In a Friday, October 9, 2009 hearing, a federal judge denied state and city requests to immediately end court oversight of Baltimore's foster care system because of concerns about underlying violations of the children's constitutional rights. The hearing was covered by the Associated Press and in multiple stories by the Washington Examiner, the Baltimore Sun and the Daily Record.
"This is a fantastic day for the kids in foster care," said Venable partner Mitch Mirviss in the Daily Record story.
Since the initial 1984 lawsuit challenging the adequacy of the city's foster care, the state and the children's advocates have wrangled over how to improve the system. For 21 years, the two sides have argued over the extent of Maryland's compliance with a 1988 consent decree, culminating in the advocates' 2007 motion asking a judge to find the state in contempt and enforce compliance. On June 23, 2009, both sides announced they had agreed on a new consent decree that would put the foster care system on the right track and end court oversight within 18 months.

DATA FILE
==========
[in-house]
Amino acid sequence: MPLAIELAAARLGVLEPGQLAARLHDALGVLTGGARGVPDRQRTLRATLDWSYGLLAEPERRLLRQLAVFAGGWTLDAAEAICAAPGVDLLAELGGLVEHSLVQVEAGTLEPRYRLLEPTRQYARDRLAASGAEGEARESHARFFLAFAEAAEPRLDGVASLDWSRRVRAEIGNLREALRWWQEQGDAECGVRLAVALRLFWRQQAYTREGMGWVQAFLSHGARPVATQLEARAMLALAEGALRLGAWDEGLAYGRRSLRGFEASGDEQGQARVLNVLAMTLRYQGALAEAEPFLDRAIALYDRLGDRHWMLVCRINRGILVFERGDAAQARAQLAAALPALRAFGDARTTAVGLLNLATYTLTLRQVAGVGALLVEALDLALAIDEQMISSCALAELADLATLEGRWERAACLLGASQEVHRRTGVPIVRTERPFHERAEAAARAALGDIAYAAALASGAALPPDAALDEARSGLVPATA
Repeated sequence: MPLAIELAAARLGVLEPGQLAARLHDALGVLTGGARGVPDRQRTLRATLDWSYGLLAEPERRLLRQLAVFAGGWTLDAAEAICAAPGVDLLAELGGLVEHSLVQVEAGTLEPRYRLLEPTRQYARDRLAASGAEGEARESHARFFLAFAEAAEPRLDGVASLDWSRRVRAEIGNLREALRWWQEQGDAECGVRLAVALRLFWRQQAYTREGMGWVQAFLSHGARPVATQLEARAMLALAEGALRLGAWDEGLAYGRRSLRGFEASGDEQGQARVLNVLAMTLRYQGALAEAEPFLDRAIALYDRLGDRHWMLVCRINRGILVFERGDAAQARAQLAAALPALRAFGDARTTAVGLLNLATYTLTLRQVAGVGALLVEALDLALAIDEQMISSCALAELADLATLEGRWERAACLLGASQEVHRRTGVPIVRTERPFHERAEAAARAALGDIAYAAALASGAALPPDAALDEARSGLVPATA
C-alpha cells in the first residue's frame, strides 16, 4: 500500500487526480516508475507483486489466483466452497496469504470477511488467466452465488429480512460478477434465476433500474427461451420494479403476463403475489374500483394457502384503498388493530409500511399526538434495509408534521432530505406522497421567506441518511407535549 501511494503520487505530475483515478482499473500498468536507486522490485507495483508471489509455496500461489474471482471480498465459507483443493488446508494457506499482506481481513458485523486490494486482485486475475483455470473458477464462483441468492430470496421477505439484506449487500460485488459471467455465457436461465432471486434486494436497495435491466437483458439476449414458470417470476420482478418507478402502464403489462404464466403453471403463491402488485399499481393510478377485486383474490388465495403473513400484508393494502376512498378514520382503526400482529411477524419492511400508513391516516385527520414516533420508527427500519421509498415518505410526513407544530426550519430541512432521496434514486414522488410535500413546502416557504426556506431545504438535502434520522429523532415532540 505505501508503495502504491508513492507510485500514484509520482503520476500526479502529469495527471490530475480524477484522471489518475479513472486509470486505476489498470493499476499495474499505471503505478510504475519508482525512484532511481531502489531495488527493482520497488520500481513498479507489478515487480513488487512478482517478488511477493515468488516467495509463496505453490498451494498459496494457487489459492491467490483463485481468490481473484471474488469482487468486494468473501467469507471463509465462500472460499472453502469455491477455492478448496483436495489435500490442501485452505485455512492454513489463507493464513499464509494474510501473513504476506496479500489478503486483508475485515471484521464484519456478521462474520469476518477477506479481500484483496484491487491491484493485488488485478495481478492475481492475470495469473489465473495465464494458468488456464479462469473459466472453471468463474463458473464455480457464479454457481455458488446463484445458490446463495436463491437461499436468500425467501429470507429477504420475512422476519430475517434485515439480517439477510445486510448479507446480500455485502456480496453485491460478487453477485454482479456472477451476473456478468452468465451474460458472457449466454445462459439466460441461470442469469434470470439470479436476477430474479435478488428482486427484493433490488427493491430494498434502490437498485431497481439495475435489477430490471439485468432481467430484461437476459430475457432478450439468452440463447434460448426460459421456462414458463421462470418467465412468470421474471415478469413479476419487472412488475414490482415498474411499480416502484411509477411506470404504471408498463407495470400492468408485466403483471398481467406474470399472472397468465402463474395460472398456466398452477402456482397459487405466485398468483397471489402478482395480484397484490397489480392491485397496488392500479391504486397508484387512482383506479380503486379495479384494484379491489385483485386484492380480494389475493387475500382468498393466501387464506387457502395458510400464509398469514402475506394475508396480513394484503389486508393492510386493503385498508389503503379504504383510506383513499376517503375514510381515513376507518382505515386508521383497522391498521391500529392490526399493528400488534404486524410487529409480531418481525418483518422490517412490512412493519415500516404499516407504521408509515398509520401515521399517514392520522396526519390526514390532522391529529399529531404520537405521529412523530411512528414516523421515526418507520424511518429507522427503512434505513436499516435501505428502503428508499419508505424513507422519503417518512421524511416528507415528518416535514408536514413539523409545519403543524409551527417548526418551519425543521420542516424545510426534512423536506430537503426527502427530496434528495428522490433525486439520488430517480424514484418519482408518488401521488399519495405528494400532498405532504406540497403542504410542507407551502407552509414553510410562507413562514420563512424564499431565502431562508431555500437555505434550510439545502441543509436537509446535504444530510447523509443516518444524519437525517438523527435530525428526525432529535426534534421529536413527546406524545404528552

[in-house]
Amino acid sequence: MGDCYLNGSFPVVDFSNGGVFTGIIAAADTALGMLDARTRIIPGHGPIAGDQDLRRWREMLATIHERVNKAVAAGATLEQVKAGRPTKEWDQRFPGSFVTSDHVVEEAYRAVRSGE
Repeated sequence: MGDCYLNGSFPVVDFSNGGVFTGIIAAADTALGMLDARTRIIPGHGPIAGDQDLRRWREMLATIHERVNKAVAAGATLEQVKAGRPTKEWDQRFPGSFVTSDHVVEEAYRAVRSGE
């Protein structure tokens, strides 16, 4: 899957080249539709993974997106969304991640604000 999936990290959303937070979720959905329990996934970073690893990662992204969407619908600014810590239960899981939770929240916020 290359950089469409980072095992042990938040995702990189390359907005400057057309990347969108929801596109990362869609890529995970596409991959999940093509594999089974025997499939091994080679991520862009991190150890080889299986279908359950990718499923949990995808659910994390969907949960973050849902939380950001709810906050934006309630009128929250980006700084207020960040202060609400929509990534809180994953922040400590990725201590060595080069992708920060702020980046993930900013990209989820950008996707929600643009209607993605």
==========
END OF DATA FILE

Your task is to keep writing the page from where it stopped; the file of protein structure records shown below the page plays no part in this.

In this most recent hearing, however, the state asked the U.S. District Court to consider whether a Supreme Court decision handed down June 25 means that the court does not have the power to enforce either the proposed new consent decree or the one that has been in effect since 1988.
Instead of granting the state's request, U.S. District Judge J. Frederick Motz signed an updated version of the decree. According to the Baltimore Sun article, unlike earlier versions, this decree offers an exit plan from supervision after 18 months of documented improvement.
"We've reached an agreement with the state about what should happen, but we need the decree to ensure that it does happen," said Mirviss.
Mirviss said the new decree for the first time requires independent verification of defendants' compliance data, which has been riddled with "substantial errors and inaccuracies" for years. It also requires the defendants to notify the plaintiffs of child injury, whereas before they "were not told even of fatal incidents involving our clients," Mirviss said.